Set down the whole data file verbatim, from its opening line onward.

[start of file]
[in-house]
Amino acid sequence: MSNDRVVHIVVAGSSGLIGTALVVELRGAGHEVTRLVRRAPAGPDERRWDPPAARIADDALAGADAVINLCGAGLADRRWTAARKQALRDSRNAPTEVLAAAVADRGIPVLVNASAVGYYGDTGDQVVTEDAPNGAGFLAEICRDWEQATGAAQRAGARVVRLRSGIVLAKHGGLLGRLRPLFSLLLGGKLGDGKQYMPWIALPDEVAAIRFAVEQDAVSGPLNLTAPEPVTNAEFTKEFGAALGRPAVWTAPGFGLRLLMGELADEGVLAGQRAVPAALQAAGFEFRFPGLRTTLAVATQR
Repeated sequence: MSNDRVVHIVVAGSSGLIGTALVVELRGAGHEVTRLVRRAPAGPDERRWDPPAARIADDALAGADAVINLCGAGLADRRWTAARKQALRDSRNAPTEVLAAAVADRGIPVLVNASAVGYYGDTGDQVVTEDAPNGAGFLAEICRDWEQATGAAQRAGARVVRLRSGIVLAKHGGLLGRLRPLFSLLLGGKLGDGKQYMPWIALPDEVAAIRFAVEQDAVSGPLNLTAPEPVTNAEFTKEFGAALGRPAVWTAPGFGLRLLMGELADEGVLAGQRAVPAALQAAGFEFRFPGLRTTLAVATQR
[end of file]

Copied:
[in-house]
Amino acid sequence: MSNDRVVHIVVAGSSGLIGTALVVELRGAGHEVTRLVRRAPAGPDERRWDPPAARIADDALAGADAVINLCGAGLADRRWTAARKQALRDSRNAPTEVLAAAVADRGIPVLVNASAVGYYGDTGDQVVTEDAPNGAGFLAEICRDWEQATGAAQRAGARVVRLRSGIVLAKHGGLLGRLRPLFSLLLGGKLGDGKQYMPWIALPDEVAAIRFAVEQDAVSGPLNLTAPEPVTNAEFTKEFGAALGRPAVWTAPGFGLRLLMGELADEGVLAGQRAVPAALQAAGFEFRFPGLRTTLAVATQR
Repeated sequence: MSNDRVVHIVVAGSSGLIGTALVVELRGAGHEVTRLVRRAPAGPDERRWDPPAARIADDALAGADAVINLCGAGLADRRWTAARKQALRDSRNAPTEVLAAAVADRGIPVLVNASAVGYYGDTGDQVVTEDAPNGAGFLAEICRDWEQATGAAQRAGARVVRLRSGIVLAKHGGLLGRLRPLFSLLLGGKLGDGKQYMPWIALPDEVAAIRFAVEQDAVSGPLNLTAPEPVTNAEFTKEFGAALGRPAVWTAPGFGLRLLMGELADEGVLAGQRAVPAALQAAGFEFRFPGLRTTLAVATQR